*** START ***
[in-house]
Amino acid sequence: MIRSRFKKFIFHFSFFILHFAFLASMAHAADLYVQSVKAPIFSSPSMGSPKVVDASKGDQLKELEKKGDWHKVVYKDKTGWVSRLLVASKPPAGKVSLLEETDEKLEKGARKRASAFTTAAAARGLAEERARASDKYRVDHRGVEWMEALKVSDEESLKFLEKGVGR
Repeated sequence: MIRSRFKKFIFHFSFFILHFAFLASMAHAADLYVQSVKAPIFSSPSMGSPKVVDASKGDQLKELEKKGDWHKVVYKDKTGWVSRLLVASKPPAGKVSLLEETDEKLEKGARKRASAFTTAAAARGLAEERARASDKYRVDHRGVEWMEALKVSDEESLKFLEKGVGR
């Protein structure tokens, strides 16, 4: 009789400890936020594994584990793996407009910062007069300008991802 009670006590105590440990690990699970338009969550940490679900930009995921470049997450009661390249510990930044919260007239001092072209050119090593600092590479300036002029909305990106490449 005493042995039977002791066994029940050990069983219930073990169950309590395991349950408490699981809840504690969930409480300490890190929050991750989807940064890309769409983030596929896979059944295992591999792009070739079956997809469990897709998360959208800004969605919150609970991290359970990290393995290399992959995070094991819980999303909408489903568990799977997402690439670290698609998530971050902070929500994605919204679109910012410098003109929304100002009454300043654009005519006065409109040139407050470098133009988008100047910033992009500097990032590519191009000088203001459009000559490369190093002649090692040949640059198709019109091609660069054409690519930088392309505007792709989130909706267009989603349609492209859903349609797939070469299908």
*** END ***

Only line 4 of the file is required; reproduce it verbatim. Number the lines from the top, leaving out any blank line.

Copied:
């Protein structure tokens, strides 16, 4: 009789400890936020594994584990793996407009910062007069300008991802 009670006590105590440990690990699970338009969550940490679900930009995921470049997450009661390249510990930044919260007239001092072209050119090593600092590479300036002029909305990106490449 005493042995039977002791066994029940050990069983219930073990169950309590395991349950408490699981809840504690969930409480300490890190929050991750989807940064890309769409983030596929896979059944295992591999792009070739079956997809469990897709998360959208800004969605919150609970991290359970990290393995290399992959995070094991819980999303909408489903568990799977997402690439670290698609998530971050902070929500994605919204679109910012410098003109929304100002009454300043654009005519006065409109040139407050470098133009988008100047910033992009500097990032590519191009000088203001459009000559490369190093002649090692040949640059198709019109091609660069054409690519930088392309505007792709989130909706267009989603349609492209859903349609797939070469299908």